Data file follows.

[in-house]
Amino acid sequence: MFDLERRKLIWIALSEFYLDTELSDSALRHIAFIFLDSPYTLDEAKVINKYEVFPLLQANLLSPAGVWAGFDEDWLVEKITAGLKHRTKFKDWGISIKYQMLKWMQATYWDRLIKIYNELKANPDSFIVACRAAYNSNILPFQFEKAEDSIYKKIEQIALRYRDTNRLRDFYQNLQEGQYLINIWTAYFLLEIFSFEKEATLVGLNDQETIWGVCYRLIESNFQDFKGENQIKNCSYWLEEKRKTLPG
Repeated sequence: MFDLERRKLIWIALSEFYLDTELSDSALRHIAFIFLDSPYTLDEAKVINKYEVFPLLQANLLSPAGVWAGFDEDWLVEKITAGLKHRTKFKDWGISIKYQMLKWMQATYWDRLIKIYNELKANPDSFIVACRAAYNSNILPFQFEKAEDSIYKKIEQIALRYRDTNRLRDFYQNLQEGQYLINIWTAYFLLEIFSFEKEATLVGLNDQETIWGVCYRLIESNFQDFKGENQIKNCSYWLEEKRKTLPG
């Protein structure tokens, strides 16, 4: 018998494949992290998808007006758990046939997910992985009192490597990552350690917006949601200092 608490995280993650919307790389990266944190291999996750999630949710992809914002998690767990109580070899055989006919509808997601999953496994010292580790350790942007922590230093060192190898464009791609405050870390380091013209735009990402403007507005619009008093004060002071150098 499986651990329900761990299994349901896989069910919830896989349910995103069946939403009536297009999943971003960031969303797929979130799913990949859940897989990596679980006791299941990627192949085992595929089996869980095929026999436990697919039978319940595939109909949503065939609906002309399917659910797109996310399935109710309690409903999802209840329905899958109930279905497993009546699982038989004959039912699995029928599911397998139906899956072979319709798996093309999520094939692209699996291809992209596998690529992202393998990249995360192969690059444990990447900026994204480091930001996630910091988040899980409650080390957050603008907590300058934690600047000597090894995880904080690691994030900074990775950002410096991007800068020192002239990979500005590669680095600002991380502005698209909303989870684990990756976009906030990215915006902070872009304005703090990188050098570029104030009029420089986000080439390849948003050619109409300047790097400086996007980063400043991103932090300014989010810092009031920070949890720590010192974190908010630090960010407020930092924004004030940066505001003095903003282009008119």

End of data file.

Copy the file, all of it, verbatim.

[in-house]
Amino acid sequence: MFDLERRKLIWIALSEFYLDTELSDSALRHIAFIFLDSPYTLDEAKVINKYEVFPLLQANLLSPAGVWAGFDEDWLVEKITAGLKHRTKFKDWGISIKYQMLKWMQATYWDRLIKIYNELKANPDSFIVACRAAYNSNILPFQFEKAEDSIYKKIEQIALRYRDTNRLRDFYQNLQEGQYLINIWTAYFLLEIFSFEKEATLVGLNDQETIWGVCYRLIESNFQDFKGENQIKNCSYWLEEKRKTLPG
Repeated sequence: MFDLERRKLIWIALSEFYLDTELSDSALRHIAFIFLDSPYTLDEAKVINKYEVFPLLQANLLSPAGVWAGFDEDWLVEKITAGLKHRTKFKDWGISIKYQMLKWMQATYWDRLIKIYNELKANPDSFIVACRAAYNSNILPFQFEKAEDSIYKKIEQIALRYRDTNRLRDFYQNLQEGQYLINIWTAYFLLEIFSFEKEATLVGLNDQETIWGVCYRLIESNFQDFKGENQIKNCSYWLEEKRKTLPG
């Protein structure tokens, strides 16, 4: 018998494949992290998808007006758990046939997910992985009192490597990552350690917006949601200092 608490995280993650919307790389990266944190291999996750999630949710992809914002998690767990109580070899055989006919509808997601999953496994010292580790350790942007922590230093060192190898464009791609405050870390380091013209735009990402403007507005619009008093004060002071150098 499986651990329900761990299994349901896989069910919830896989349910995103069946939403009536297009999943971003960031969303797929979130799913990949859940897989990596679980006791299941990627192949085992595929089996869980095929026999436990697919039978319940595939109909949503065939609906002309399917659910797109996310399935109710309690409903999802209840329905899958109930279905497993009546699982038989004959039912699995029928599911397998139906899956072979319709798996093309999520094939692209699996291809992209596998690529992202393998990249995360192969690059444990990447900026994204480091930001996630910091988040899980409650080390957050603008907590300058934690600047000597090894995880904080690691994030900074990775950002410096991007800068020192002239990979500005590669680095600002991380502005698209909303989870684990990756976009906030990215915006902070872009304005703090990188050098570029104030009029420089986000080439390849948003050619109409300047790097400086996007980063400043991103932090300014989010810092009031920070949890720590010192974190908010630090960010407020930092924004004030940066505001003095903003282009008119």